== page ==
Well, we have plenty of time to read books, at least most of us do right now. I had a big backlog of magazines when I got back from vacation, but I finally got around to finishing this month’s book club book, Stories of Your Life, and Others, by Ted Chiang. I am told by the book cover that “Story of Your Life,” was the basis of the movie Arrival. I have not seen it, but now that I realize it’s about linguistics, I probably should!
It was a nice change of pace, because it’s a collection of science fiction stories rather than a novel or work of nonfiction. We were only supposed to read a couple of the stories, but since they turned out to be right up my alley, I read the whole book.
Chiang is a very scientific science fiction writer, which I enjoy a lot. I also like that he just changes one or two things about “normal” life in many of the stories, which makes it very easy to immerse yourself into them and think about what your own life would be like in that version of Earth.
For example, there’s a story in which angels, Heaven and Hell are all real, called “Hell Is the Absence of God.” Angles are always showing up and messing with people. I decided very quickly how I’d lead my life in THAT world. I’d probably have gotten myself to Hell as fast as possible. It seemed nice. But what an interesting world it was!
The title story is all about a linguist figuring out an alien language. The results were predictable if you know how language and the brain works, but it was still fun to read.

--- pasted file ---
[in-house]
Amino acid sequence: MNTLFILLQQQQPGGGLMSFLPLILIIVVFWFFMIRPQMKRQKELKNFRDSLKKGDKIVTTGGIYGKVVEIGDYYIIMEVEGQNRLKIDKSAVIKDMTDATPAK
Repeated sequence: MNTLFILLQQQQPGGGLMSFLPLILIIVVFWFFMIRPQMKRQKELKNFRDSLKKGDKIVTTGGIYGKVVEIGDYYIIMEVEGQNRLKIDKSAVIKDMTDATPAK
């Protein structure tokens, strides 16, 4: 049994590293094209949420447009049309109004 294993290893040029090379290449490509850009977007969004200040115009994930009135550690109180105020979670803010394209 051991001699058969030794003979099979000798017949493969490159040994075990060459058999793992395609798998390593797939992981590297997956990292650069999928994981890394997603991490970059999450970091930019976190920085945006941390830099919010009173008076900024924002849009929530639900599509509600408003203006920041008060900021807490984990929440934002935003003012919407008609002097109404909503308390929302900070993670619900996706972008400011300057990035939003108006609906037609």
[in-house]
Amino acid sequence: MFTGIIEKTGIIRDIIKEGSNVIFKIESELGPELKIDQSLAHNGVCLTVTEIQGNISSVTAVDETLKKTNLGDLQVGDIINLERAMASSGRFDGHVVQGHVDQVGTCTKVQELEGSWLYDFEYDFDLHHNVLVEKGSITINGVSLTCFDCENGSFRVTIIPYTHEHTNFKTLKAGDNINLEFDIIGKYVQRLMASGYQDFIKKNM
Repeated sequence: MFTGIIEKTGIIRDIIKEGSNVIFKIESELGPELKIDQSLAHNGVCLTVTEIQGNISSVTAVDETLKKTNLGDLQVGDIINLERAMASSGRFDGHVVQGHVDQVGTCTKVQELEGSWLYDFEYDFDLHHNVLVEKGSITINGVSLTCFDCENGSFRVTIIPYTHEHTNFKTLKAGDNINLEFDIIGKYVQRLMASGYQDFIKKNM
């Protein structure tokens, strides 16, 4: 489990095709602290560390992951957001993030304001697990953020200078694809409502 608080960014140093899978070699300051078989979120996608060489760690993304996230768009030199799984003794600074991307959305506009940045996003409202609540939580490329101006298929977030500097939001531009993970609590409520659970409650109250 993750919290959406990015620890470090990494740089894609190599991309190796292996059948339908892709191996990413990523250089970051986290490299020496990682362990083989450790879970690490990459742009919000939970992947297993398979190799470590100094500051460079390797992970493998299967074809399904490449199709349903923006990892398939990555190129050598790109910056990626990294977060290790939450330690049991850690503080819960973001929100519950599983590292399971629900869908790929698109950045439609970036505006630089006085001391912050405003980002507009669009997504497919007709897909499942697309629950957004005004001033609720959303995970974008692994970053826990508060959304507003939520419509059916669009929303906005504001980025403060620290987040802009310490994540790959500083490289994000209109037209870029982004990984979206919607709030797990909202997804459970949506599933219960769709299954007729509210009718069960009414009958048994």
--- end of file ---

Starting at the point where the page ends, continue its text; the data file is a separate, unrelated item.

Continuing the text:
In another story, “Seventy-two Letters,” science was more like alchemy combined with the kabbalah or magic, where names could bring things to life. The way human reproduction worked there was very different, but logically consistent. That would also be a fun world to live in for a linguist.
My favorite of all the stories in the book wasn’t about linguistics, really, but about the science behind the “Tower of Babel,” as if the world was like in the Old Testament, and you really could build a tower to Heaven. The ending was GREAT, and I just loved all the people in this world.
I guess I’ll be reading his next book, even though I’m told it isn’t quite as outstanding as this one. Any of you who’d like to go immerse yourselves in another world, though, should run out and get this paperback, or get it in Kindle. All the stories are fun and get your mind thinking about possibilities of how things just might have been on another timeline.